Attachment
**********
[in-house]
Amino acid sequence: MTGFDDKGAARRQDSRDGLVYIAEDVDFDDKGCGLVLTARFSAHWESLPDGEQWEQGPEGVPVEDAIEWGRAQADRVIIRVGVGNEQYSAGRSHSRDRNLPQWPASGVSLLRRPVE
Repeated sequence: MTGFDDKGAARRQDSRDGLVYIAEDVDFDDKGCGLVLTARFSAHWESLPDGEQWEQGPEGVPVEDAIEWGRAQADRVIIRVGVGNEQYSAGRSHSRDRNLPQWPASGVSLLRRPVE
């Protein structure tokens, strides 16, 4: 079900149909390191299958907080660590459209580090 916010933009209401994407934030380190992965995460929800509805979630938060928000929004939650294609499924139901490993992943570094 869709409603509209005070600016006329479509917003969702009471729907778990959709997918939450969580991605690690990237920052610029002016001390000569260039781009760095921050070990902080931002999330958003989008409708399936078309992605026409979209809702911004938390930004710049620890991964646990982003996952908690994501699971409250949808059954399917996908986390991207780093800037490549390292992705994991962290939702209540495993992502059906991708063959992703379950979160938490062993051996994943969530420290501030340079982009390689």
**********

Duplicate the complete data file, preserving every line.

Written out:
[in-house]
Amino acid sequence: MTGFDDKGAARRQDSRDGLVYIAEDVDFDDKGCGLVLTARFSAHWESLPDGEQWEQGPEGVPVEDAIEWGRAQADRVIIRVGVGNEQYSAGRSHSRDRNLPQWPASGVSLLRRPVE
Repeated sequence: MTGFDDKGAARRQDSRDGLVYIAEDVDFDDKGCGLVLTARFSAHWESLPDGEQWEQGPEGVPVEDAIEWGRAQADRVIIRVGVGNEQYSAGRSHSRDRNLPQWPASGVSLLRRPVE
């Protein structure tokens, strides 16, 4: 079900149909390191299958907080660590459209580090 916010933009209401994407934030380190992965995460929800509805979630938060928000929004939650294609499924139901490993992943570094 869709409603509209005070600016006329479509917003969702009471729907778990959709997918939450969580991605690690990237920052610029002016001390000569260039781009760095921050070990902080931002999330958003989008409708399936078309992605026409979209809702911004938390930004710049620890991964646990982003996952908690994501699971409250949808059954399917996908986390991207780093800037490549390292992705994991962290939702209540495993992502059906991708063959992703379950979160938490062993051996994943969530420290501030340079982009390689």